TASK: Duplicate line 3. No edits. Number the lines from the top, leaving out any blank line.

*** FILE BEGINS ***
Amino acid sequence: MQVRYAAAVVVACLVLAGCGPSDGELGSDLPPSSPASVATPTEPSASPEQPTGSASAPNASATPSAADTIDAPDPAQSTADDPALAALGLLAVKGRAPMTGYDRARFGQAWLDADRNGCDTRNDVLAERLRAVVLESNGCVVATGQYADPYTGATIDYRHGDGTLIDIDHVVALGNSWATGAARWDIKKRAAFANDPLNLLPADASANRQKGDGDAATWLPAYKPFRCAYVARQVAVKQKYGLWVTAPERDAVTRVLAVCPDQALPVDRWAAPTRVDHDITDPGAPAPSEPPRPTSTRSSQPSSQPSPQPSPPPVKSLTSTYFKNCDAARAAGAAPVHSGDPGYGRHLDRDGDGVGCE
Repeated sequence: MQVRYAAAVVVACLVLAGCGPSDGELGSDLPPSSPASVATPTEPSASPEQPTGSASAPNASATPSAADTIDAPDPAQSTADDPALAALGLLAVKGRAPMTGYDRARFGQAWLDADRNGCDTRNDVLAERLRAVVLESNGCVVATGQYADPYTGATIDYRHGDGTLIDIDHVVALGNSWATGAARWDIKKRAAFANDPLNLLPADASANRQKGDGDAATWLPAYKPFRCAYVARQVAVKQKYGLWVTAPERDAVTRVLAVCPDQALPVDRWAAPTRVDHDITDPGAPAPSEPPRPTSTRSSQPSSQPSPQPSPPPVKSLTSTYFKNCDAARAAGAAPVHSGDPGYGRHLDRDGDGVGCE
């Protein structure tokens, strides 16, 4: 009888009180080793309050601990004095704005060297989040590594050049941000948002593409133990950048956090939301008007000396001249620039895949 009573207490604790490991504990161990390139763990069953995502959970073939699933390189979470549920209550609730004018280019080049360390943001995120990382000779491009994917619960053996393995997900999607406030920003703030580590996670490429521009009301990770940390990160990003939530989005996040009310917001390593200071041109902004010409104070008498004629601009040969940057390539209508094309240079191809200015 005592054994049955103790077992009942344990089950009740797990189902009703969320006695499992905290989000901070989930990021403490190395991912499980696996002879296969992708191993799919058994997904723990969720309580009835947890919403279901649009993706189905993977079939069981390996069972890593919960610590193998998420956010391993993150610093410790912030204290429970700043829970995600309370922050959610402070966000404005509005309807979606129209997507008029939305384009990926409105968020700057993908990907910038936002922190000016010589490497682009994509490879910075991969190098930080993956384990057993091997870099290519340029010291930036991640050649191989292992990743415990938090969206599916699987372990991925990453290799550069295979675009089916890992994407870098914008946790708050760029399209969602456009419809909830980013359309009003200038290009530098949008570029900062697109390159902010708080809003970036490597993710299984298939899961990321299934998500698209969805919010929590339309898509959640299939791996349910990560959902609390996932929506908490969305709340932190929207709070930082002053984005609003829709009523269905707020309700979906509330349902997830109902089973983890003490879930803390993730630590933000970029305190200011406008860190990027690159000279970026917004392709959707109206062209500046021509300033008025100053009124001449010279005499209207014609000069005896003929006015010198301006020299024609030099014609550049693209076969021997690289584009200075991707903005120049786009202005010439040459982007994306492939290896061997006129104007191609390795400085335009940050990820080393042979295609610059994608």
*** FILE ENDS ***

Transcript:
């Protein structure tokens, strides 16, 4: 009888009180080793309050601990004095704005060297989040590594050049941000948002593409133990950048956090939301008007000396001249620039895949 009573207490604790490991504990161990390139763990069953995502959970073939699933390189979470549920209550609730004018280019080049360390943001995120990382000779491009994917619960053996393995997900999607406030920003703030580590996670490429521009009301990770940390990160990003939530989005996040009310917001390593200071041109902004010409104070008498004629601009040969940057390539209508094309240079191809200015 005592054994049955103790077992009942344990089950009740797990189902009703969320006695499992905290989000901070989930990021403490190395991912499980696996002879296969992708191993799919058994997904723990969720309580009835947890919403279901649009993706189905993977079939069981390996069972890593919960610590193998998420956010391993993150610093410790912030204290429970700043829970995600309370922050959610402070966000404005509005309807979606129209997507008029939305384009990926409105968020700057993908990907910038936002922190000016010589490497682009994509490879910075991969190098930080993956384990057993091997870099290519340029010291930036991640050649191989292992990743415990938090969206599916699987372990991925990453290799550069295979675009089916890992994407870098914008946790708050760029399209969602456009419809909830980013359309009003200038290009530098949008570029900062697109390159902010708080809003970036490597993710299984298939899961990321299934998500698209969805919010929590339309898509959640299939791996349910990560959902609390996932929506908490969305709340932190929207709070930082002053984005609003829709009523269905707020309700979906509330349902997830109902089973983890003490879930803390993730630590933000970029305190200011406008860190990027690159000279970026917004392709959707109206062209500046021509300033008025100053009124001449010279005499209207014609000069005896003929006015010198301006020299024609030099014609550049693209076969021997690289584009200075991707903005120049786009202005010439040459982007994306492939290896061997006129104007191609390795400085335009940050990820080393042979295609610059994608």